Historical Issue Of Secession Prior To The Civil War
Secession is the withdrawal of a group or organization of people from a larger group, political entity, union, organization or military alliance. America’s Confederate states were formed by 11 southern states from the U.S, which was a historical secession that took place before the civil war. The underlying issues of secession were based on socio-political factors at the time. There existed disagreements over tariffs, state rights and the legality of slave ownership. The southerners wanted to preserve the institution of slavery. Slave ownership had become a culture of the southerners and hence they felt that the Union was soon going to undermine their activities as the slaves were the major source of labor in their agricultural activities. Taxation and tariffs also contributed to the secession of the 11 states.
As the United States acquired more states to the west, the southern states started to panic on whether slave ownership would be allowed in the newly acquired territories. The southern states feared that it was only a matter of time before addition of non-slave holding states would make the government abolish slavery (Turley, Par. 3). It was also apparent that the northern states were going to establish businesses and factories in the new territories, but they could not freely move to the new territories. They feared that if they moved to the new territories, their slaves could be free, and it is them that provided labor for their agrarian activities.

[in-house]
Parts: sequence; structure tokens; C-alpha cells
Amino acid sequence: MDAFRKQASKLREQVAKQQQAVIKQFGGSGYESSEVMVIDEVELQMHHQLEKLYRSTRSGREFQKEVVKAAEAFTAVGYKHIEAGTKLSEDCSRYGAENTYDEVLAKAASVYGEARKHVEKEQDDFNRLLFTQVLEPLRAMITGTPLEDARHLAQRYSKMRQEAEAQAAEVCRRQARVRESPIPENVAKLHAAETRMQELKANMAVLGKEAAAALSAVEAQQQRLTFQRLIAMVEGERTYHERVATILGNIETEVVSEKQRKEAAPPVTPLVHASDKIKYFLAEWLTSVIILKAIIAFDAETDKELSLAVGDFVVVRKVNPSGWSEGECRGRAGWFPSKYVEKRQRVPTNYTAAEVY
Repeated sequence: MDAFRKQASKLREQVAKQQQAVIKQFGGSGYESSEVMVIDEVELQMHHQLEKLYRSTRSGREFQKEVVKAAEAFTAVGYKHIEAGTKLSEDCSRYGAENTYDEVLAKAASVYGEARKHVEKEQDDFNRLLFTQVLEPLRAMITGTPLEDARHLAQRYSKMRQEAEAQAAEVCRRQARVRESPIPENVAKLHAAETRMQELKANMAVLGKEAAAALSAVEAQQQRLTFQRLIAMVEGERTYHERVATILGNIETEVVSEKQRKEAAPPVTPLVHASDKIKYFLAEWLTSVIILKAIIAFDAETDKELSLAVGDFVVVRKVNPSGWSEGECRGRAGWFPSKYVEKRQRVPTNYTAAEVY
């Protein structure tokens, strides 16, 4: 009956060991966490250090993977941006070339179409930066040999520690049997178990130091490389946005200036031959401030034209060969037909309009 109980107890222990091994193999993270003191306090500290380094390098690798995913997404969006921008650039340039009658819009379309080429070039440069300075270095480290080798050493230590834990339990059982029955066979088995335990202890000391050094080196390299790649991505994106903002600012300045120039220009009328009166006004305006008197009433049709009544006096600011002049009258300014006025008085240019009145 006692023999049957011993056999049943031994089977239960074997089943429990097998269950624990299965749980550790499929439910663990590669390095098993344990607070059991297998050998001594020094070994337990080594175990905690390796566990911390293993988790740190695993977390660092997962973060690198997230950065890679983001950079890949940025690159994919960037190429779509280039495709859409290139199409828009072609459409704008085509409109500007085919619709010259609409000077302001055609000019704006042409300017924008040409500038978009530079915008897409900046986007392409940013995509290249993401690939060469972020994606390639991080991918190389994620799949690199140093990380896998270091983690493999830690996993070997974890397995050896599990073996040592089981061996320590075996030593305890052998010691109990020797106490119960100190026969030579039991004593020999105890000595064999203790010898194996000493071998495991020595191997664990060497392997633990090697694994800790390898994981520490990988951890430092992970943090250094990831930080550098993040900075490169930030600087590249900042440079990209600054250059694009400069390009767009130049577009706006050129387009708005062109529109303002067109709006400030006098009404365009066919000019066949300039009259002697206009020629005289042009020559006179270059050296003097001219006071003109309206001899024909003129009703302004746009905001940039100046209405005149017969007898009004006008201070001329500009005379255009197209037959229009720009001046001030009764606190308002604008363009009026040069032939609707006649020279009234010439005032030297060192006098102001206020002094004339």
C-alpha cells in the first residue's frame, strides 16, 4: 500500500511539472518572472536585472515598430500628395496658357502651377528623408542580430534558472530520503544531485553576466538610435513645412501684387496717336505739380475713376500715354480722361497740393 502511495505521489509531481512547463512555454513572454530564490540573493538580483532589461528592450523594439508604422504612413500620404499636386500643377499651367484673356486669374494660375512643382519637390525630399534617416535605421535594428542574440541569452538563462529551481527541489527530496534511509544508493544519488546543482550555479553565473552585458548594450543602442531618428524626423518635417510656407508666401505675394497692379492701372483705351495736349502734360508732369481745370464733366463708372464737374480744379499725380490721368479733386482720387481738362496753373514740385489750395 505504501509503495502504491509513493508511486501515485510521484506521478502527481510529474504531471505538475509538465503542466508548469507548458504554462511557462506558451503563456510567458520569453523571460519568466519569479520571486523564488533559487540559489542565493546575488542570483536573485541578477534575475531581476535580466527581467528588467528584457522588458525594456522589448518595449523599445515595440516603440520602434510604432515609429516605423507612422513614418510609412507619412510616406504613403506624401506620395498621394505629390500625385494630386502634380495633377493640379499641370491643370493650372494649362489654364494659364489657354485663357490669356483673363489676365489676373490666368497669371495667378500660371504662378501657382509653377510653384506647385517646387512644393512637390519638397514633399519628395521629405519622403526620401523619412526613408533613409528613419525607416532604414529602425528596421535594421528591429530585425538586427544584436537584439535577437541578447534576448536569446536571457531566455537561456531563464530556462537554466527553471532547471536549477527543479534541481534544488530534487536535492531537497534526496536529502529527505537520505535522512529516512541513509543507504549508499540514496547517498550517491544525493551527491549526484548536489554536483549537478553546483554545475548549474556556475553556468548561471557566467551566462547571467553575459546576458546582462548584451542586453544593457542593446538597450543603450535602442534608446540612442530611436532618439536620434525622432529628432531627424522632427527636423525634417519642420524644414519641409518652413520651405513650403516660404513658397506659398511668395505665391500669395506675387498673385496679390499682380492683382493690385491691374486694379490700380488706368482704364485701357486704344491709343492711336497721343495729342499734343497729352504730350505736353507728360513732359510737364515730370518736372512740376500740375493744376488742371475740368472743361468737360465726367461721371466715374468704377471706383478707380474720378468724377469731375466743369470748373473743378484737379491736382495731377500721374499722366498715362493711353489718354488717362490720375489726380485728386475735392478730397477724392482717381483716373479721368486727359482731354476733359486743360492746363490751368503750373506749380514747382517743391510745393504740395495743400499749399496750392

A widening chasm ensued in the period the 1830s and 1860 between the north and the south on the issue of slavery. The southern slave owners felt that their interests were under threat due to the prohibition of slavery in the new territories (Turley, Par. 6). The issue of popular sovereignty that permitted members to decide whether to retain slaves or abolish slavery, the Dred Scott Decision and the Missouri Compromise intensified the secession debate. The southerners wanted to end gradually slavery by emancipation process but were strongly against perpetuating it forever.
The 1860 elections further aggravated the debate. Abraham Lincoln had promised to abolish totally slave ownership to the present current status. As a result, on the 20th December of 1860 South Carolina became the first state to secede from the union. It was later followed by Louisiana, Texas, Mississippi, Alabama, Florida and Georgia. Virginia with the exclusion of the northwestern counties of the present West Virginia broke away from the union to join the Confederates. The new states were Tennessee, North Carolina, Virginia and Arkansas, who elected Jefferson Davis as the president of the SouthernConfederacy (Merton, Pg. 3).
The reasons for secession provided above shows that every state had its interest that it wanted to defend at all cost. The northern states were after acquiring new territories where they could establish new factories and businesses to increase the income for the union government. The southern on the other hand were worried about their future in agrarian activities heavily supported by slave labor. The ensued debate was based on conflict of interest as every state wanted to maintain domination.
The issues presented in the historical debate also indicate the impact of party politics on the unity of any state. For instance, the election of the republican’s Abraham Lincoln heavily contributed to the secession. Lincoln had promised to abolish slavery that did not go well with the southerners. In addition to that, a person’s origin (whether from southern states or northern states) can influence his/her perspective on the topic.
Coulter, E. Merton. The Confederate States of America, 1861-1865. Vol. 7. LSU Press, 1950.
Jonathan Turley. Secession.George Washington University(2010) Cited from